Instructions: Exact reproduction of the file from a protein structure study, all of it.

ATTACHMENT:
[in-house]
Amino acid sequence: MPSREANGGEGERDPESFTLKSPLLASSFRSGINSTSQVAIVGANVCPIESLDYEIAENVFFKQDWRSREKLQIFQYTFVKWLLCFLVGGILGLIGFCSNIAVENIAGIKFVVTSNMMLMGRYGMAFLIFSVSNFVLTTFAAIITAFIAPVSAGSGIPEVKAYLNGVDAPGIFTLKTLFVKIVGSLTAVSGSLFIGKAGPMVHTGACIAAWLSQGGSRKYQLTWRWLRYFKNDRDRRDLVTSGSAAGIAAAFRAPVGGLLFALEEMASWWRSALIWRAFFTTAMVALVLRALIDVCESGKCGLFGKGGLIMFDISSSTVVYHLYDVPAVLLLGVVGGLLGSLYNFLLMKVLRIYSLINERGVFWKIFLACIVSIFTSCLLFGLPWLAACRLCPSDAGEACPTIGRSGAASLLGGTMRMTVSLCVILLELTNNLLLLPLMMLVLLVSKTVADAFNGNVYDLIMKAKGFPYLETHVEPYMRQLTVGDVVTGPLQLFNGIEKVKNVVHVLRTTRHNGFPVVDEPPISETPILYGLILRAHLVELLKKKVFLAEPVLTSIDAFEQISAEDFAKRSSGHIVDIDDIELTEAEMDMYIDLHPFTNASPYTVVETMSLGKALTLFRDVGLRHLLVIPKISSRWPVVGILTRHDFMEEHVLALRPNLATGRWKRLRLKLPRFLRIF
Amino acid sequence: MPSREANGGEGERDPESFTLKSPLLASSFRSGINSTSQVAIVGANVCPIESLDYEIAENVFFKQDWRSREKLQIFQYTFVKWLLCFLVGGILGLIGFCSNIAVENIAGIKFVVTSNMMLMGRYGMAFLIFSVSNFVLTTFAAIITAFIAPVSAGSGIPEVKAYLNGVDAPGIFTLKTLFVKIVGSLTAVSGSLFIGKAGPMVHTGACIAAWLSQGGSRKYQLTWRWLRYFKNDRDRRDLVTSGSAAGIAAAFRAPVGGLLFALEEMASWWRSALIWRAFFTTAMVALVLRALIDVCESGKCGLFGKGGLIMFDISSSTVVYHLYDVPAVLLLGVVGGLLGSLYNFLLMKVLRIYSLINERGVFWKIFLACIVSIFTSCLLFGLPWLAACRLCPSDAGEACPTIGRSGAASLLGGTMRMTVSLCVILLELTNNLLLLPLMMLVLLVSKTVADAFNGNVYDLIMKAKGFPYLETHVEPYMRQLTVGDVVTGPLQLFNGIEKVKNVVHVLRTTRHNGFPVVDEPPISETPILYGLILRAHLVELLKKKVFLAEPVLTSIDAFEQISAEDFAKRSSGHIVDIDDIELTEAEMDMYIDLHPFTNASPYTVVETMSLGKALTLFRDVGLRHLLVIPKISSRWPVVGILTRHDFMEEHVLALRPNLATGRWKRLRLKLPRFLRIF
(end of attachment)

[in-house]
Amino acid sequence: MPSREANGGEGERDPESFTLKSPLLASSFRSGINSTSQVAIVGANVCPIESLDYEIAENVFFKQDWRSREKLQIFQYTFVKWLLCFLVGGILGLIGFCSNIAVENIAGIKFVVTSNMMLMGRYGMAFLIFSVSNFVLTTFAAIITAFIAPVSAGSGIPEVKAYLNGVDAPGIFTLKTLFVKIVGSLTAVSGSLFIGKAGPMVHTGACIAAWLSQGGSRKYQLTWRWLRYFKNDRDRRDLVTSGSAAGIAAAFRAPVGGLLFALEEMASWWRSALIWRAFFTTAMVALVLRALIDVCESGKCGLFGKGGLIMFDISSSTVVYHLYDVPAVLLLGVVGGLLGSLYNFLLMKVLRIYSLINERGVFWKIFLACIVSIFTSCLLFGLPWLAACRLCPSDAGEACPTIGRSGAASLLGGTMRMTVSLCVILLELTNNLLLLPLMMLVLLVSKTVADAFNGNVYDLIMKAKGFPYLETHVEPYMRQLTVGDVVTGPLQLFNGIEKVKNVVHVLRTTRHNGFPVVDEPPISETPILYGLILRAHLVELLKKKVFLAEPVLTSIDAFEQISAEDFAKRSSGHIVDIDDIELTEAEMDMYIDLHPFTNASPYTVVETMSLGKALTLFRDVGLRHLLVIPKISSRWPVVGILTRHDFMEEHVLALRPNLATGRWKRLRLKLPRFLRIF
Amino acid sequence: MPSREANGGEGERDPESFTLKSPLLASSFRSGINSTSQVAIVGANVCPIESLDYEIAENVFFKQDWRSREKLQIFQYTFVKWLLCFLVGGILGLIGFCSNIAVENIAGIKFVVTSNMMLMGRYGMAFLIFSVSNFVLTTFAAIITAFIAPVSAGSGIPEVKAYLNGVDAPGIFTLKTLFVKIVGSLTAVSGSLFIGKAGPMVHTGACIAAWLSQGGSRKYQLTWRWLRYFKNDRDRRDLVTSGSAAGIAAAFRAPVGGLLFALEEMASWWRSALIWRAFFTTAMVALVLRALIDVCESGKCGLFGKGGLIMFDISSSTVVYHLYDVPAVLLLGVVGGLLGSLYNFLLMKVLRIYSLINERGVFWKIFLACIVSIFTSCLLFGLPWLAACRLCPSDAGEACPTIGRSGAASLLGGTMRMTVSLCVILLELTNNLLLLPLMMLVLLVSKTVADAFNGNVYDLIMKAKGFPYLETHVEPYMRQLTVGDVVTGPLQLFNGIEKVKNVVHVLRTTRHNGFPVVDEPPISETPILYGLILRAHLVELLKKKVFLAEPVLTSIDAFEQISAEDFAKRSSGHIVDIDDIELTEAEMDMYIDLHPFTNASPYTVVETMSLGKALTLFRDVGLRHLLVIPKISSRWPVVGILTRHDFMEEHVLALRPNLATGRWKRLRLKLPRFLRIF